ABLE Accounts and Qualified Disability Expenses: How to Get it Right

ABLE accounts are a great tool for people with disabilities that is increasingly being used by families as part of their special needs plan for children with developmental disabilities. A lingering and persistent question for these families surrounds ABLE accounts and qualified disability expenses and what a qualified disability expense actually is.

Parent about to take notes on qualifying expenses to be paid from an ABLE account.

ABLE Accounts and Qualified Disability Expenses

To receive the protections and benefits of ABLE, the account can only be used to pay for Qualified Disability Expenses. An expense is “qualified” if:

  1. You incurred the expense at a time when you were considered an Eligible Individual (see “Eligibility” above);
  2. The expense relates to your disability.

The expense does not need to be “medically necessary” nor does it need to be for the sole benefit of the Eligible Individual.

Using the money in an ABLE account to purchse gifts for others is probably not related to the disability, but it’s not always easy to determine whether other types of expenses are allowed.

Social Security Administration Guidance

Each state program is charged with defining this term, and most states have developed very broad definitions that encompass most common uses for money in these accounts. However, we have some giudance from the social security administration. The following list is set out in social security guidelines for their examiners.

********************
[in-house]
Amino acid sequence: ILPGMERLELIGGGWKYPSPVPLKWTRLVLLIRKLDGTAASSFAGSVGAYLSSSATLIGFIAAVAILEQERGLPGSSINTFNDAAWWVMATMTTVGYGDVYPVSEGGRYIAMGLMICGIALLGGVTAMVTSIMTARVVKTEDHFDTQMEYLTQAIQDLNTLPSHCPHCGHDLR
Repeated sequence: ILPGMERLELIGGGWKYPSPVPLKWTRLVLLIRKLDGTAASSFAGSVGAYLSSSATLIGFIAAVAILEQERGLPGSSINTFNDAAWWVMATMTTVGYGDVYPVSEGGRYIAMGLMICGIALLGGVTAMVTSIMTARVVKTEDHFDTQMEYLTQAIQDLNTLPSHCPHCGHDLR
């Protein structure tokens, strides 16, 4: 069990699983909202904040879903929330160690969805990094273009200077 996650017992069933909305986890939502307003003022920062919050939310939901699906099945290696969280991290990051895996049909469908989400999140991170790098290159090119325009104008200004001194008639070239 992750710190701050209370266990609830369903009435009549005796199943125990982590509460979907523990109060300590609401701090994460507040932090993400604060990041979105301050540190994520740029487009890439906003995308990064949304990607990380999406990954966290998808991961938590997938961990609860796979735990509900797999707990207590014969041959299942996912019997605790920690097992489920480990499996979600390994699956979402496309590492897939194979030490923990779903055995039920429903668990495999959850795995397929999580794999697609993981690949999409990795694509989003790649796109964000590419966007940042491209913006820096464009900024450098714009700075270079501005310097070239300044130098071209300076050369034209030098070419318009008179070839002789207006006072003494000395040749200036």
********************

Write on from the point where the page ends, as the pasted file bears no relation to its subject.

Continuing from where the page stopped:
Qualified disability expenses (QDEs) are related to the blindness or disability of the designated beneficiary and for the benefit of the designated beneficiary. In general, a QDE includes, but is not limited to, an expense for:

  • •Education;
  • •Housing;
  • •Transportation;
  • •Employment training and support;
  • •Assistive technology and related services;
  • •Personal support services;
  • •Health;
  • •Prevention and wellness;
  • •Financial management and administrative services;
  • •Legal fees;
  • •Expenses for ABLE account oversight and monitoring;
  • •Funeral and burial; and,
  • •Basic living expenses (includes food)

Housing expenses detailed

The agency goes on to say that housing expenses include expenses for:

  • •Mortgage (including property insurance required by the mortgage holder);
  • •Real property taxes;
  • •Rent;
  • •Heating fuel;
  • •Gas;
  • •Electricity;
  • •Water;
  • •Sewer; and
  • •Garbage removal.

Why these things matter

Under federal law, the money in an ABLE account (up to the annual and lifetime maximums) is not considered when determining the eligibility of the account holder for SSI or medicaid benefits. However, even if the amount of money in the account meets the requirements, if the account is not used as intended then social security could determine that it no longer qualifies as a proper ABLE account, and would no longer be excluded from consideration for eligibility purposes. In less lawyerly language, this means if you don’t use the account the right way and spend money on the wrong things, you could lose the protection of the account.

How Do ABLE Accounts Fit Into the Larger Plan?

ABLE accounts are a valuable tool as part of your overall special needs plan for your child. They are useful for adults with disabilities who have the ability to manage and use money on their own, allowing them to save and spend without the restrictions otherwise imposed by SSI requirements.